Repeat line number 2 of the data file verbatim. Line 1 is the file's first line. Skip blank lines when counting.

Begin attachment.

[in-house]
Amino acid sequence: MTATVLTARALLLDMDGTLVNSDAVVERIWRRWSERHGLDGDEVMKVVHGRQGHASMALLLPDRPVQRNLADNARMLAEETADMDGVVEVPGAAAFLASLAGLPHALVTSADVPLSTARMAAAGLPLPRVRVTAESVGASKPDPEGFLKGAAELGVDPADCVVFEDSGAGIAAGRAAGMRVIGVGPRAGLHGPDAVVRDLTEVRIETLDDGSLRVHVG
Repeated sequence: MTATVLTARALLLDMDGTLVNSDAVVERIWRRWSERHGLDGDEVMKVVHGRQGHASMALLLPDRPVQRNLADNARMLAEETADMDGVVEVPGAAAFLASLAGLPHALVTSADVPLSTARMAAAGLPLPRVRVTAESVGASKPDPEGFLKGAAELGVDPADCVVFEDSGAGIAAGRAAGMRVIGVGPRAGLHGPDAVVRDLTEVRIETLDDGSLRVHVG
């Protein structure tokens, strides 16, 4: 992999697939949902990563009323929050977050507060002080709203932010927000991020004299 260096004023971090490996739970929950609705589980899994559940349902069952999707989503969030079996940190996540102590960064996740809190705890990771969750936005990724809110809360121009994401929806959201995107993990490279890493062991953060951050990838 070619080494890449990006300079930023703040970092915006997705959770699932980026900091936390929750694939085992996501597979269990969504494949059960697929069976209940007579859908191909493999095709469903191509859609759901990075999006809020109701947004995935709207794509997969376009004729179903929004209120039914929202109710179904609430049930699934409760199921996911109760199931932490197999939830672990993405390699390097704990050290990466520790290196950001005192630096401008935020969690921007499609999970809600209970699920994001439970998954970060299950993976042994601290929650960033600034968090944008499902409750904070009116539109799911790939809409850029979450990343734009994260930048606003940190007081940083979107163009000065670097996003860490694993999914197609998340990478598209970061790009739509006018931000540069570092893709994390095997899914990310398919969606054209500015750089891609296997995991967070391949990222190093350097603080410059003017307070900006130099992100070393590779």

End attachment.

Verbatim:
Amino acid sequence: MTATVLTARALLLDMDGTLVNSDAVVERIWRRWSERHGLDGDEVMKVVHGRQGHASMALLLPDRPVQRNLADNARMLAEETADMDGVVEVPGAAAFLASLAGLPHALVTSADVPLSTARMAAAGLPLPRVRVTAESVGASKPDPEGFLKGAAELGVDPADCVVFEDSGAGIAAGRAAGMRVIGVGPRAGLHGPDAVVRDLTEVRIETLDDGSLRVHVG